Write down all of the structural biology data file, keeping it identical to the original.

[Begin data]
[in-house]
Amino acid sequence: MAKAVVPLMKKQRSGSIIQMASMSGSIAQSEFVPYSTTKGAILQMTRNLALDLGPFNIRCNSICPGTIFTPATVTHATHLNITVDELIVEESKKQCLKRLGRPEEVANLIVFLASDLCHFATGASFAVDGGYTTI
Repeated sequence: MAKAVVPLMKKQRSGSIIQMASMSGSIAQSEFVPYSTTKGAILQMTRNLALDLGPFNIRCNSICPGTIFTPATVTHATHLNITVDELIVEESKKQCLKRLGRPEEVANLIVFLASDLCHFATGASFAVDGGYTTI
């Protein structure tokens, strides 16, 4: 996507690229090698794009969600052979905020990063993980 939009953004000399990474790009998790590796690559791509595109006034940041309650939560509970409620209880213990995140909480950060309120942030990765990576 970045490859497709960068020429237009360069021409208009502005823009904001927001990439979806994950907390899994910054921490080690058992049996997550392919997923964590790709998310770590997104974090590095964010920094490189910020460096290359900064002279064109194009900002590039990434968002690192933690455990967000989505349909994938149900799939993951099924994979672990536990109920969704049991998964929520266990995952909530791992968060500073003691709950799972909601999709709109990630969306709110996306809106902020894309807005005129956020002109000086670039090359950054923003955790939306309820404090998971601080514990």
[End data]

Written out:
[in-house]
Amino acid sequence: MAKAVVPLMKKQRSGSIIQMASMSGSIAQSEFVPYSTTKGAILQMTRNLALDLGPFNIRCNSICPGTIFTPATVTHATHLNITVDELIVEESKKQCLKRLGRPEEVANLIVFLASDLCHFATGASFAVDGGYTTI
Repeated sequence: MAKAVVPLMKKQRSGSIIQMASMSGSIAQSEFVPYSTTKGAILQMTRNLALDLGPFNIRCNSICPGTIFTPATVTHATHLNITVDELIVEESKKQCLKRLGRPEEVANLIVFLASDLCHFATGASFAVDGGYTTI
């Protein structure tokens, strides 16, 4: 996507690229090698794009969600052979905020990063993980 939009953004000399990474790009998790590796690559791509595109006034940041309650939560509970409620209880213990995140909480950060309120942030990765990576 970045490859497709960068020429237009360069021409208009502005823009904001927001990439979806994950907390899994910054921490080690058992049996997550392919997923964590790709998310770590997104974090590095964010920094490189910020460096290359900064002279064109194009900002590039990434968002690192933690455990967000989505349909994938149900799939993951099924994979672990536990109920969704049991998964929520266990995952909530791992968060500073003691709950799972909601999709709109990630969306709110996306809106902020894309807005005129956020002109000086670039090359950054923003955790939306309820404090998971601080514990």